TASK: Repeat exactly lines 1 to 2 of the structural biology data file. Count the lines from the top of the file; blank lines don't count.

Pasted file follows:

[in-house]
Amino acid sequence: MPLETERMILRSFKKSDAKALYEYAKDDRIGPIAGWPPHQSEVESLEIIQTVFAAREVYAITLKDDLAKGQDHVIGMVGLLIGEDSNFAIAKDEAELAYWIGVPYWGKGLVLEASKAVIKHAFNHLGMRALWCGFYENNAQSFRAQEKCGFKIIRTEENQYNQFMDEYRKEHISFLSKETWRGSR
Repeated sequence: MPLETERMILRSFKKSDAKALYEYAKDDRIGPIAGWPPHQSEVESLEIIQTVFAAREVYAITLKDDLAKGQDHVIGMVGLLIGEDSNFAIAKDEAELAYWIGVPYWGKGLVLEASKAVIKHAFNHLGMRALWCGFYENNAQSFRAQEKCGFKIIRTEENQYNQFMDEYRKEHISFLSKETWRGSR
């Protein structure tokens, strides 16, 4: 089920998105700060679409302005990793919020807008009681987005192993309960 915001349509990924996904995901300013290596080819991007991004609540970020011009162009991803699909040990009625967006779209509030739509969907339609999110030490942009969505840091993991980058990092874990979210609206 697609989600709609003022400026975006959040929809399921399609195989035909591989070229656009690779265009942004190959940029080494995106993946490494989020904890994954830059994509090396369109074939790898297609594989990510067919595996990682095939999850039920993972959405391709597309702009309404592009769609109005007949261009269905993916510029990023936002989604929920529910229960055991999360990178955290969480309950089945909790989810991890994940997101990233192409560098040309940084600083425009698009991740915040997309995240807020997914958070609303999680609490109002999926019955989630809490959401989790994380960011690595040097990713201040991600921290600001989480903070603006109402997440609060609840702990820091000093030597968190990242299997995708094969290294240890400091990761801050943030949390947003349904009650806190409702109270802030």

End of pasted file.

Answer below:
[in-house]
Amino acid sequence: MPLETERMILRSFKKSDAKALYEYAKDDRIGPIAGWPPHQSEVESLEIIQTVFAAREVYAITLKDDLAKGQDHVIGMVGLLIGEDSNFAIAKDEAELAYWIGVPYWGKGLVLEASKAVIKHAFNHLGMRALWCGFYENNAQSFRAQEKCGFKIIRTEENQYNQFMDEYRKEHISFLSKETWRGSR